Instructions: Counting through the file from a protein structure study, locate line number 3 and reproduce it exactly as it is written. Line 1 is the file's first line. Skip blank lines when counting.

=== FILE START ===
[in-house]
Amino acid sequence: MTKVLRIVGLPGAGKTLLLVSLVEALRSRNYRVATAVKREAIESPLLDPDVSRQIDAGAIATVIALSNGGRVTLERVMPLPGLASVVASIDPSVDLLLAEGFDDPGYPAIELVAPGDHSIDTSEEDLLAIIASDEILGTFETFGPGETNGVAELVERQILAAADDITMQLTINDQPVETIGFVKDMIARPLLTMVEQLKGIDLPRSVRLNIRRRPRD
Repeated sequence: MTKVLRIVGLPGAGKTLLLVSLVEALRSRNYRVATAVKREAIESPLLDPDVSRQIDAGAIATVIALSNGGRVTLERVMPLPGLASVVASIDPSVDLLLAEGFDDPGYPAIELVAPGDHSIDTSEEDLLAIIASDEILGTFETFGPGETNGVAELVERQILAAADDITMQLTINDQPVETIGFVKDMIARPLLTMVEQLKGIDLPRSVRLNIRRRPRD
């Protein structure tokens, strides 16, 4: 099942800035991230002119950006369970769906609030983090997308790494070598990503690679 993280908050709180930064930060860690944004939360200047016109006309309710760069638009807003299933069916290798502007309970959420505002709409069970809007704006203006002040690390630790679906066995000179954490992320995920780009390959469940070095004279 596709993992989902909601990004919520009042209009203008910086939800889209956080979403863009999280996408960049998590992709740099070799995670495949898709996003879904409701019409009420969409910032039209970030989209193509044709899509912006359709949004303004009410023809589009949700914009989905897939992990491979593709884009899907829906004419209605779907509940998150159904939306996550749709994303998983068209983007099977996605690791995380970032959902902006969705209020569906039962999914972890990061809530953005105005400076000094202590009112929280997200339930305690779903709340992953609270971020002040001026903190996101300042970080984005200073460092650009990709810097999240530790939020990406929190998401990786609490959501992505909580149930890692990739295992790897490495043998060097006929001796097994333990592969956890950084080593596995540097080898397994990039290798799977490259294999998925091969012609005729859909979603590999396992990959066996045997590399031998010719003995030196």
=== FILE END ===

Repeated sequence: MTKVLRIVGLPGAGKTLLLVSLVEALRSRNYRVATAVKREAIESPLLDPDVSRQIDAGAIATVIALSNGGRVTLERVMPLPGLASVVASIDPSVDLLLAEGFDDPGYPAIELVAPGDHSIDTSEEDLLAIIASDEILGTFETFGPGETNGVAELVERQILAAADDITMQLTINDQPVETIGFVKDMIARPLLTMVEQLKGIDLPRSVRLNIRRRPRD